36 CinÉireann / Issue 9
Sinead O'Shea's insightful and engaging feature documentary A Mother Brings Her Son to Be Shot is out in Irish cinemas. CinÉireann caught up with the director to talk about the film.
"What would cause a Derry mother to bring her son to be shot?" O’Shea’s documentary asks that extraordinary question.
One night in 2012, Majella O'Donnell took her teenage son Philly to a laneway near to her home to be shot in the legs by local gunmen. In a shocking, intimate yet often warm and surprisingly humorous portrait of a family, A Mother Brings Her Son to Be Shot tells their story.
Majella, her son and the gunmen are all part of the dissident community in Derry, Northern Ireland. The Troubles in Northern Ireland was supposed to have ended in 1998 with the signing of the Good Friday Agreement, but this community do not accept the government or police. To them, the war is not over, even as family life continues.
In the absence of a normal relationship with the police, dissident Republicans step in to combat a perceived drug epidemic with their own brutal form of justice. Majella was faced with an agonising choice: cooperate with a punishment shooting or risk even worse consequences for her son.
Filmed over five years by renowned journalist Sinead O’Shea (Al Jazeera English, Channel 4, The Irish Times, The New York Times, The Guardian), A Mother Brings Her Son to Be Shot has been described by Screen International as “fascinating and gutsy” and RTE as “shocking but unexpectedly humorous.” O’Shea’s achievement is to create profound empathy, making you question how you would have acted, even as you watch the astonishing drama unfold.
The film was nominated for the Fact Award at CPH:DOX, the Maysles Observational Documentary Award at Belfast, and Best International Documentary at EBS in Korea. O'Shea also represented the UK and Ireland as one of Europe’s top 10 female filmmakers at the Sydney Film Festival.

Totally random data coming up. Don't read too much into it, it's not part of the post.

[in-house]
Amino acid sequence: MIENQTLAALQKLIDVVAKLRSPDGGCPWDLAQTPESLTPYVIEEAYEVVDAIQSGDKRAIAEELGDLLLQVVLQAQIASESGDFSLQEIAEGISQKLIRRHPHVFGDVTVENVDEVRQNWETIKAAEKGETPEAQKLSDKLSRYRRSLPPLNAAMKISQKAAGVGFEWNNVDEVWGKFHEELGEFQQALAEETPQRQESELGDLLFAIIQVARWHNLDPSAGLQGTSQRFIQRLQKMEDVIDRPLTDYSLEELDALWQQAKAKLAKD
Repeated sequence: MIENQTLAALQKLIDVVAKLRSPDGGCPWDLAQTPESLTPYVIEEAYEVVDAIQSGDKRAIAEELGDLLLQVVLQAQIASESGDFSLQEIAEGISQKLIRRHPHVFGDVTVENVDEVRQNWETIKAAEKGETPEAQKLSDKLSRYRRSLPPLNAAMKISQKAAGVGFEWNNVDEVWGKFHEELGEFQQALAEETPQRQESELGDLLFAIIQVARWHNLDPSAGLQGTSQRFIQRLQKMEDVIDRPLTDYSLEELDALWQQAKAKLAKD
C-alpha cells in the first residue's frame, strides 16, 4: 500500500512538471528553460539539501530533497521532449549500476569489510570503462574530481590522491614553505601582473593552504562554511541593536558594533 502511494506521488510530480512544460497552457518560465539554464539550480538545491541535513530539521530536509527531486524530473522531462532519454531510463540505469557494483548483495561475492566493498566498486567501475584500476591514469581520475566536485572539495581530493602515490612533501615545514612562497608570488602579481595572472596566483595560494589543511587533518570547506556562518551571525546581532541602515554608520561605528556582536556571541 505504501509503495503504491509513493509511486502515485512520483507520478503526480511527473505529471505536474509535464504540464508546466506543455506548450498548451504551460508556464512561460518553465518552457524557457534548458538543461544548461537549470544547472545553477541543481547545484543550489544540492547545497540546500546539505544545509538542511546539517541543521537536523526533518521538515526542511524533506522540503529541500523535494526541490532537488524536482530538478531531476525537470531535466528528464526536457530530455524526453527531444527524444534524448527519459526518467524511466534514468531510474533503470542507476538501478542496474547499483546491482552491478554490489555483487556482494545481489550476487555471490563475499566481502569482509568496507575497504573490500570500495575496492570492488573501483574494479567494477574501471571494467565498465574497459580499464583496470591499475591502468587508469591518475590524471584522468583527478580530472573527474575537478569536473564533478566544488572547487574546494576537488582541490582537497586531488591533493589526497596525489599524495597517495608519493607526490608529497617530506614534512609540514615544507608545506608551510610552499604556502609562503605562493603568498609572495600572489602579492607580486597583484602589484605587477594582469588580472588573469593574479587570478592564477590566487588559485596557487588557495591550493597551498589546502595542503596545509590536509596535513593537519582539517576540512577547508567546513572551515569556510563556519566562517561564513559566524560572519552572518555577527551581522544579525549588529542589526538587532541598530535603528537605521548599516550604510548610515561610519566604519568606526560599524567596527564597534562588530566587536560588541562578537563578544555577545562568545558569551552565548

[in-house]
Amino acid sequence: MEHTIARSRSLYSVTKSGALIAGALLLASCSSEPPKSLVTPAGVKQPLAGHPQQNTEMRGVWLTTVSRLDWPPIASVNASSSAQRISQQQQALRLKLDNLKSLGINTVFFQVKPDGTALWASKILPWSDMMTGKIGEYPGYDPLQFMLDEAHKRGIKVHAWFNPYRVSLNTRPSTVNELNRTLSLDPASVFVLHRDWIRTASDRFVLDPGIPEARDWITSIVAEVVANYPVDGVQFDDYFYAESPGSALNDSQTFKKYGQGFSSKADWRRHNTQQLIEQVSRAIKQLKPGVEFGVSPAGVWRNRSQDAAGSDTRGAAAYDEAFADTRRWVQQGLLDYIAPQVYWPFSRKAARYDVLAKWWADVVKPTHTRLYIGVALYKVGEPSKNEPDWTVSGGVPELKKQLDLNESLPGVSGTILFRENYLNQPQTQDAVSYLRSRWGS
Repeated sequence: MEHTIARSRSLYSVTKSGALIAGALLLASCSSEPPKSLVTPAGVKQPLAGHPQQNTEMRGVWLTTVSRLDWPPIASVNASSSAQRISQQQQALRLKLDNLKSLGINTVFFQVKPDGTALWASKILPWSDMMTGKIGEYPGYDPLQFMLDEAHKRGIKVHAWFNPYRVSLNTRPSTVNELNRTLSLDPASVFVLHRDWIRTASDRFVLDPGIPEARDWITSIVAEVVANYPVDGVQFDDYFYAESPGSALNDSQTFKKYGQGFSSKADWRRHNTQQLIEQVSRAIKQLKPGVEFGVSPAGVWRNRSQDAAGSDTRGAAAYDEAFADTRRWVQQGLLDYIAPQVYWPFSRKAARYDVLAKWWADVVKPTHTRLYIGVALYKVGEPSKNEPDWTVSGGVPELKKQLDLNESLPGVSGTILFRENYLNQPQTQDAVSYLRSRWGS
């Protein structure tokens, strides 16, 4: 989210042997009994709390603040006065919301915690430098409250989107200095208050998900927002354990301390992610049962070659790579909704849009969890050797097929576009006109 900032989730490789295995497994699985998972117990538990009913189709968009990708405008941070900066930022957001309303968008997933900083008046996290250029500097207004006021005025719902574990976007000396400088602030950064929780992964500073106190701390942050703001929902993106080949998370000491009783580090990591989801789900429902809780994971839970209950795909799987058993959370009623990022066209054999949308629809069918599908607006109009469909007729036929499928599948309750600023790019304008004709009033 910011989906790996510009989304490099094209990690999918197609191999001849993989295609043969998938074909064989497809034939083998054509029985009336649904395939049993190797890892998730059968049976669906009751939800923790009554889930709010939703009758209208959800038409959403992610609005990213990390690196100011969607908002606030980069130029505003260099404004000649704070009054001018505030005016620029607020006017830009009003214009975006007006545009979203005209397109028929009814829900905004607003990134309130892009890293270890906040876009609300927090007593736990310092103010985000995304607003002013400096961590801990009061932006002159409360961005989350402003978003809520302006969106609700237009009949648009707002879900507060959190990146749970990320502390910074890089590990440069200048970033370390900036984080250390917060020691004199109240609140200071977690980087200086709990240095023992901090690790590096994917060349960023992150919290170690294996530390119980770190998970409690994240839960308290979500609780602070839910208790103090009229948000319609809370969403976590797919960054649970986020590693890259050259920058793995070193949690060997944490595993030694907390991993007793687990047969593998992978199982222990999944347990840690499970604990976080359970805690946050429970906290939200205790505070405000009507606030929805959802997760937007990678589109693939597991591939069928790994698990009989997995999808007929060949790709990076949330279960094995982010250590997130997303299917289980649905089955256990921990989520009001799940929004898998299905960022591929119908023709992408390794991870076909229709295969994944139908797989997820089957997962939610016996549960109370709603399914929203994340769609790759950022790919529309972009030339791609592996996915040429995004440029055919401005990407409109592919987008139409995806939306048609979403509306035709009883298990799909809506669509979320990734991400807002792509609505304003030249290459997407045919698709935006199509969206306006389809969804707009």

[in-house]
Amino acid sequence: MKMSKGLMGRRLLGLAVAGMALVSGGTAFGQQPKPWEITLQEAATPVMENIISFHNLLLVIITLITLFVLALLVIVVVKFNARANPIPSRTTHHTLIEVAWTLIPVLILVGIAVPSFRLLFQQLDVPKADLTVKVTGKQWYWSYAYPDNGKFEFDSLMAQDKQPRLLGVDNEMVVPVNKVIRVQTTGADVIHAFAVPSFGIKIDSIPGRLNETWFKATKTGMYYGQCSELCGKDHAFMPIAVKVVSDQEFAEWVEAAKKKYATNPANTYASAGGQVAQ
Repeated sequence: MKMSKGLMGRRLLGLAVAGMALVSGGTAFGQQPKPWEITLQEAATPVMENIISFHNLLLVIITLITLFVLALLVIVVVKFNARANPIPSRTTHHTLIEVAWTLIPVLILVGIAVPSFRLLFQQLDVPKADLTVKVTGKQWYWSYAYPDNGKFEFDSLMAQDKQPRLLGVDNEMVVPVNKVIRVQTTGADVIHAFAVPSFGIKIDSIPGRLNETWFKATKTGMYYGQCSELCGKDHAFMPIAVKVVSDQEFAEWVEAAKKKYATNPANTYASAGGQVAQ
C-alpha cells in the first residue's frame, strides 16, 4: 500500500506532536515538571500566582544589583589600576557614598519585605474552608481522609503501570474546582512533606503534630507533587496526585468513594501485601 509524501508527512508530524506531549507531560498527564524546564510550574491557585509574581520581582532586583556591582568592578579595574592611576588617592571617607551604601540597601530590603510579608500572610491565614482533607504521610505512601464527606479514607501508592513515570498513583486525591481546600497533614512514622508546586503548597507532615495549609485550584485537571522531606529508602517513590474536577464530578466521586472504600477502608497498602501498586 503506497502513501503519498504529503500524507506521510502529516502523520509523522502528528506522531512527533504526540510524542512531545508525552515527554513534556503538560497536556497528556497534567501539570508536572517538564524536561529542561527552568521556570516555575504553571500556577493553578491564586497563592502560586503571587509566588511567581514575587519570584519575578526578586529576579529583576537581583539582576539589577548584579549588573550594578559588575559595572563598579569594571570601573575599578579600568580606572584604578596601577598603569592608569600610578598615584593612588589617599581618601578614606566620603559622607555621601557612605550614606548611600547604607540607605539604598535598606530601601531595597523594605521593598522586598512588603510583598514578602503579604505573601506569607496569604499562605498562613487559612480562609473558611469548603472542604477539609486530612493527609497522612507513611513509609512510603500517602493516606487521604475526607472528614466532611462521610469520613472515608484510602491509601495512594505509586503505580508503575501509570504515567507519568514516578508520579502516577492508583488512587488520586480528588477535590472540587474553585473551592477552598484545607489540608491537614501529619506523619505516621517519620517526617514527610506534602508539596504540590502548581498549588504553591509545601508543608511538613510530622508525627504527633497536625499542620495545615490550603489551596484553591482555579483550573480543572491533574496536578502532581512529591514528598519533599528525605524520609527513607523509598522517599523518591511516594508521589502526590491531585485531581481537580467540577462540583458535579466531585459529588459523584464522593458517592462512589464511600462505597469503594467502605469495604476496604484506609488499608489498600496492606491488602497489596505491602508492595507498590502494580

A Mother Brings Her Son to Be Shot is produced by Sinead O’Shea, Ailish Bracken and Katie Holly of Blinder Films, with Figs Jackman and André Singer of Spring Films, and Oscar-nominated Executive Producer Joshua Oppenheimer. The production and release received the support of Screen Ireland, RTÉ and Inevitable Pictures.
CinÉ: It's great to see more women taking up the camera and directing feature dramas and feature documentaries.
Sinead O'Shea: Definitely. We need to see more of them. We need to encourage more women, especially the quieter ones. It's the quieter ones that really have something to say a lot of the time. It's a tricky business.
How did A Mother Brings Her Son to Be Shot end up being a feature, rather than a TV documentary or a series?
There were so many points were I thought that I should give up and just turn it into a shorter piece. Originally I went out thinking about a feature. I did a Masters in Film Production in DIT. I began making TV shows. I made a TV show called Sampler, which I shot and edited, and it won an IFTA. So that was a brilliant start to my career, but then Sampler was taken off air after two episodes and I couldn't get any work in RTÉ again. So I began to move into current affairs, which is actually much better for a young woman I think. It's a lot better regulated and it's more facts based. You need to be so loud in film. I did that for a few
Sinead O'Shea Talks
A Mother Brings Her Son To Be Shot
Words: Niall Murphy